Thanks to a collaborative effort from the citizens of Norway’s capital city of Oslo, urban pollinators now have a swath of new flowerbeds and green roofs to graze on. It’s called the bee highway, and it was designed by the Oslo-based environmental group ByBi in 2015. The group works with schools, businesses and residents in the city to restore green spaces and provide bees and other pollinators with food and places to live.
Currently, one third of Norway’s 200 wild bee species are considered endangered.
To facilitate the growth of the bee highway, ByBi maintains a website that allows people to track where flowers have been planted, and what areas are still in need of more green space. It also monitors the paths bees take through the city so that people can see what places would benefit most from more nectar-bearing flowers. In addition to the green space that the project has created, an accounting firm in the city’s business district has also adopted two bee hives that can hold about 45,000 worker bees.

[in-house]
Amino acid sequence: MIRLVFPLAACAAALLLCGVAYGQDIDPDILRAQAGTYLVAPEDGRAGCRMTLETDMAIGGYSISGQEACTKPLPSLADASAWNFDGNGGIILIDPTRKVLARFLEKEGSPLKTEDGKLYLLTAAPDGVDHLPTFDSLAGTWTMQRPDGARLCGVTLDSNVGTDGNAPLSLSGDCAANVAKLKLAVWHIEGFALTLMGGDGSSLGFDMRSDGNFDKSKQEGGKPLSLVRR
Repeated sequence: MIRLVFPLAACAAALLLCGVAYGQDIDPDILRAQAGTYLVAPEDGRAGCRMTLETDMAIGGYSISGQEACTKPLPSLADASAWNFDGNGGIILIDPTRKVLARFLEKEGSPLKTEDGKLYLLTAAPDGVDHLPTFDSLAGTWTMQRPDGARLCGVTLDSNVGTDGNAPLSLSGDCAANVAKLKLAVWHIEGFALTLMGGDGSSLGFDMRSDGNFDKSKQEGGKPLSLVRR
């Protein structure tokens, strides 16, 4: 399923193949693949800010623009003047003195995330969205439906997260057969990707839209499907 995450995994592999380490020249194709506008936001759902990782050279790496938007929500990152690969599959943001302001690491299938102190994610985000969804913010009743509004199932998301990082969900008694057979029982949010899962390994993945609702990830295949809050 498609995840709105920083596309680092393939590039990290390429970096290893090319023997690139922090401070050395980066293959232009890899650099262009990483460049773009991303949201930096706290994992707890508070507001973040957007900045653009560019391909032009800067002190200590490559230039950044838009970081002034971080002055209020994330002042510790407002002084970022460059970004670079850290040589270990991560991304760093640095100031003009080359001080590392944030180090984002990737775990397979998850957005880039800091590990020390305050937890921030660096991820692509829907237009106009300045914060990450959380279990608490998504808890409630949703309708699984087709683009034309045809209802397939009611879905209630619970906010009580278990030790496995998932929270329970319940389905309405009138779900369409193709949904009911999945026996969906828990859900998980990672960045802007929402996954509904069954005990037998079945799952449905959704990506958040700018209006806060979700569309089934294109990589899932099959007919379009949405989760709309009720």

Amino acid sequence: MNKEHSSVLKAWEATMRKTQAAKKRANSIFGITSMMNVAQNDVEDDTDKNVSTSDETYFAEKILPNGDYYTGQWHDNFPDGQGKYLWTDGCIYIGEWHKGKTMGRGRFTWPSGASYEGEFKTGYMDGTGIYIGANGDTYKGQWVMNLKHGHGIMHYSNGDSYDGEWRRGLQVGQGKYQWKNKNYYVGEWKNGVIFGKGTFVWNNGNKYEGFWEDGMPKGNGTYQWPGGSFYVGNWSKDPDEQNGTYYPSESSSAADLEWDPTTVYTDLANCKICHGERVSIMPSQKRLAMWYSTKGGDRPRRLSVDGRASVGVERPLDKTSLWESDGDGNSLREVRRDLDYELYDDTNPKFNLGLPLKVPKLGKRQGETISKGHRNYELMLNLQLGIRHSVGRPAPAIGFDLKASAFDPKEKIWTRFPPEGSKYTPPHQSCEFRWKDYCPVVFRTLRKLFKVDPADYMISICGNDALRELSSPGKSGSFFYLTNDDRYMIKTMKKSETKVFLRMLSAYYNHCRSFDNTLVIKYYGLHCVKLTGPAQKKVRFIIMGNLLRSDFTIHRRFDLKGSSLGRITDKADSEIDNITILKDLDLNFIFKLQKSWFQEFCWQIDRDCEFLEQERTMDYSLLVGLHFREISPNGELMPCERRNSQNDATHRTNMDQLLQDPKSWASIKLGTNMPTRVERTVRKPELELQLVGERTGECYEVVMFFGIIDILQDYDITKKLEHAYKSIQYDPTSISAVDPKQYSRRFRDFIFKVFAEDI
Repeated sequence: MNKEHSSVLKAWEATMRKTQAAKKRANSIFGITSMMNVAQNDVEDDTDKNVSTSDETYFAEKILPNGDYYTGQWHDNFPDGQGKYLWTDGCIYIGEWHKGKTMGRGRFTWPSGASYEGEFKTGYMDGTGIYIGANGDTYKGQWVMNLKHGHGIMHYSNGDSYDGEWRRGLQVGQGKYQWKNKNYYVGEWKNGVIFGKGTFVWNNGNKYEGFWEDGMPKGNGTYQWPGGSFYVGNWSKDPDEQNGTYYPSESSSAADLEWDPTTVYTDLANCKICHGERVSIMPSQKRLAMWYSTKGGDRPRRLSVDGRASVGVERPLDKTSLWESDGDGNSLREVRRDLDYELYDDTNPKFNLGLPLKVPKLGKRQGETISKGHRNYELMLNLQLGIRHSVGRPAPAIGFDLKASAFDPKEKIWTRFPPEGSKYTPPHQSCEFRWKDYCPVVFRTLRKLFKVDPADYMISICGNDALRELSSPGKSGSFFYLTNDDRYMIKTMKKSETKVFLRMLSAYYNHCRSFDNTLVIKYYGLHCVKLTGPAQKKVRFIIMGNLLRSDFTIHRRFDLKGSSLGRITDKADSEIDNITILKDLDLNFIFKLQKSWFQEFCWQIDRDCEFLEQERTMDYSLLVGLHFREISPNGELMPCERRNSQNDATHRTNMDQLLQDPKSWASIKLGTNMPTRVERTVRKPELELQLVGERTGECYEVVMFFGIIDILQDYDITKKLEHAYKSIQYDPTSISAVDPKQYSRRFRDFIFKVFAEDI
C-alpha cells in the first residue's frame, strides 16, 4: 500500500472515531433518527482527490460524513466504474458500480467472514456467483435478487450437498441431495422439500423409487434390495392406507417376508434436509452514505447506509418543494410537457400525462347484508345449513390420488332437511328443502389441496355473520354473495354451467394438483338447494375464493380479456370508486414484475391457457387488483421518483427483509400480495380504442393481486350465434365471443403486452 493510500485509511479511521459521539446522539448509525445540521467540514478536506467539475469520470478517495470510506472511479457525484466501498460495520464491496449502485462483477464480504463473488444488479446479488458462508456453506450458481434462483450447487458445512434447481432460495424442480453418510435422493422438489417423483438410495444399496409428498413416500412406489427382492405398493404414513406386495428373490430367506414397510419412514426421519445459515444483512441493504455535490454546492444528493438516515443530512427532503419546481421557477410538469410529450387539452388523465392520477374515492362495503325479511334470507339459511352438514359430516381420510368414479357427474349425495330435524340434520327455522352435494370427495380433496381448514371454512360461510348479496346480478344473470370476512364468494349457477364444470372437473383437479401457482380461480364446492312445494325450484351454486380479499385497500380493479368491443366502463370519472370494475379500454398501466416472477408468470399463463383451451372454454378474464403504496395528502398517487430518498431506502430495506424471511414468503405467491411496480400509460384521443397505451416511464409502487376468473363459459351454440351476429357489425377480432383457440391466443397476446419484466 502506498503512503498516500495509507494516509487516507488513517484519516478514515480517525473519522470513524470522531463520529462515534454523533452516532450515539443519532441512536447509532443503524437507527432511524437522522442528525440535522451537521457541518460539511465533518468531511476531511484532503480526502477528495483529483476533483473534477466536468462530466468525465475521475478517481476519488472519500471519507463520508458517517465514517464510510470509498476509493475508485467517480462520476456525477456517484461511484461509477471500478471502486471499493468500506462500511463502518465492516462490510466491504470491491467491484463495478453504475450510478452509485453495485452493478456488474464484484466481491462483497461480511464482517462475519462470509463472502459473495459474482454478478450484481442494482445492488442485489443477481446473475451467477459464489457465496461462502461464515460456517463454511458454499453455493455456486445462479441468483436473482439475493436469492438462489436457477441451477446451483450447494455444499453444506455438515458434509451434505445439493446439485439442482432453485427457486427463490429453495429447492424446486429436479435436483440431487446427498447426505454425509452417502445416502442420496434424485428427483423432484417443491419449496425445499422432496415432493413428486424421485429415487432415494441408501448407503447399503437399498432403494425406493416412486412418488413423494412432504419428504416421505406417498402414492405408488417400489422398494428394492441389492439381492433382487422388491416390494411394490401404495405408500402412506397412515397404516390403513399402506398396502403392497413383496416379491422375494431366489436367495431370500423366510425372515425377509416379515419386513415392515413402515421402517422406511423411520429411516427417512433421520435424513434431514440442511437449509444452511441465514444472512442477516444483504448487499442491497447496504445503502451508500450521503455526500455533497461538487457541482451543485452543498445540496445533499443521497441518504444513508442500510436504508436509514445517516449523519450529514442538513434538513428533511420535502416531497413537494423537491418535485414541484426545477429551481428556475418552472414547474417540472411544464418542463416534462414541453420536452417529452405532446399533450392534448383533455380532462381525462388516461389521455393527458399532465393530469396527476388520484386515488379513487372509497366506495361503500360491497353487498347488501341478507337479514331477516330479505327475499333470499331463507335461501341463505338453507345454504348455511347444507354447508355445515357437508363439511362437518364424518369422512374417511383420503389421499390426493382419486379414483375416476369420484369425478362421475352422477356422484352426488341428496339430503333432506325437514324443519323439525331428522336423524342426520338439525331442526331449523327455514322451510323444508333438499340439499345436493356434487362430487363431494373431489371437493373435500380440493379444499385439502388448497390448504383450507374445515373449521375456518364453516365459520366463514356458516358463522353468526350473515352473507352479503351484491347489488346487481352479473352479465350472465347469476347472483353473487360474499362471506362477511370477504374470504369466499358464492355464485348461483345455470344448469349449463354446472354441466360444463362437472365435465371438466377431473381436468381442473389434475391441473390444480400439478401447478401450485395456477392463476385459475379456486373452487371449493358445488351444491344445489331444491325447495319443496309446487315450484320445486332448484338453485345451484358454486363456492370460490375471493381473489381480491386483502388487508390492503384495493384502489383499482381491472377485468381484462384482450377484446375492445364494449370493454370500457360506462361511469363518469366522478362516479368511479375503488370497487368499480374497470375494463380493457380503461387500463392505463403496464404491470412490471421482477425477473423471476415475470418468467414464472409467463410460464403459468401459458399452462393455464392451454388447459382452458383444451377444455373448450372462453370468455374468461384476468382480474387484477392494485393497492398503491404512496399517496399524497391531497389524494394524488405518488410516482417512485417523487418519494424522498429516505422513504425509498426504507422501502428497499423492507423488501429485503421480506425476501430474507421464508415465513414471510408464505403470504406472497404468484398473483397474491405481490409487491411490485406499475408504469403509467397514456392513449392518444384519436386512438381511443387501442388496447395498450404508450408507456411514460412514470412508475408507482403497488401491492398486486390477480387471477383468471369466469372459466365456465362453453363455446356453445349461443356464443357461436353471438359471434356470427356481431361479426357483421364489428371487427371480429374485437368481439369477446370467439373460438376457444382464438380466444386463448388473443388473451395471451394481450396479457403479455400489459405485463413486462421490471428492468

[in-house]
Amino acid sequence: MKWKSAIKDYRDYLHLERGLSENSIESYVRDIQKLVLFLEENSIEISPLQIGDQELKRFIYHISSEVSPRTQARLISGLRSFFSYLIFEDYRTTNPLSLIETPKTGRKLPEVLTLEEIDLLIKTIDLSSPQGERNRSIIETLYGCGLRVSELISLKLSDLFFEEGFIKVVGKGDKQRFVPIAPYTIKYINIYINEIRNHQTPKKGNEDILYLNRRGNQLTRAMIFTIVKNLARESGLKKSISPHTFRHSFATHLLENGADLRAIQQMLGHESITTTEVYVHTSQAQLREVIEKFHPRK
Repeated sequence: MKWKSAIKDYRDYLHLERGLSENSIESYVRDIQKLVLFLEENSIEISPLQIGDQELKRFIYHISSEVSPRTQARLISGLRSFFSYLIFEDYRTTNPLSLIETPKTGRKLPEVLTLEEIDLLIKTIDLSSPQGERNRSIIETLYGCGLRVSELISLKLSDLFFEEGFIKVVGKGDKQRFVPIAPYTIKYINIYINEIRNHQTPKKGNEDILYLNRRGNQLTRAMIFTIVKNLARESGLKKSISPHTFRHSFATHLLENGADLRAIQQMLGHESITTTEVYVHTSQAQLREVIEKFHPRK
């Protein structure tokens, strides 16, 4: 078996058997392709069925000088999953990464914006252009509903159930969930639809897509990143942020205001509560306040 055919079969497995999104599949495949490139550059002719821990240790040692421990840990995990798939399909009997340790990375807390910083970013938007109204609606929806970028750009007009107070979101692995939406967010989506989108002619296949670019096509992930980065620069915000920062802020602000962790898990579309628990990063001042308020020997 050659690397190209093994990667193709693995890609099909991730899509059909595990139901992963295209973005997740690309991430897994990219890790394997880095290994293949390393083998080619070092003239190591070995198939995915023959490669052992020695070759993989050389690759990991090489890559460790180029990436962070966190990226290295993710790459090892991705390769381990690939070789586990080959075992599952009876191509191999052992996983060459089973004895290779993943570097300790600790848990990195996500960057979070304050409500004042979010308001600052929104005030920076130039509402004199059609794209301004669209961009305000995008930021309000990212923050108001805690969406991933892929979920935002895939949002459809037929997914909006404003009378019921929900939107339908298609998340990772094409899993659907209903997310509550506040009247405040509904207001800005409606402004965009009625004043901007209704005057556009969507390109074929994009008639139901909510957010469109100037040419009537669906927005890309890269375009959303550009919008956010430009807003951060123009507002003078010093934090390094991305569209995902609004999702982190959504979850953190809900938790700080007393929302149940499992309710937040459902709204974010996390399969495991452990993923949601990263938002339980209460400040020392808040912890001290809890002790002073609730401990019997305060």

Oslo’s bee highway is the first of its kind, but its designers hope that the idea might spread to other cities. Rather than waiting for government agencies to pass nationwide legislation to protect pollinators, these environmentalists aim to effect positive change by finding local solutions that can then be shared with other communities and improved upon.
In the long run, these local efforts might give us the best chance of restoring pollinator populations on a global scale. Hopefully before too long we’ll be able to find bee highways in American cities as well.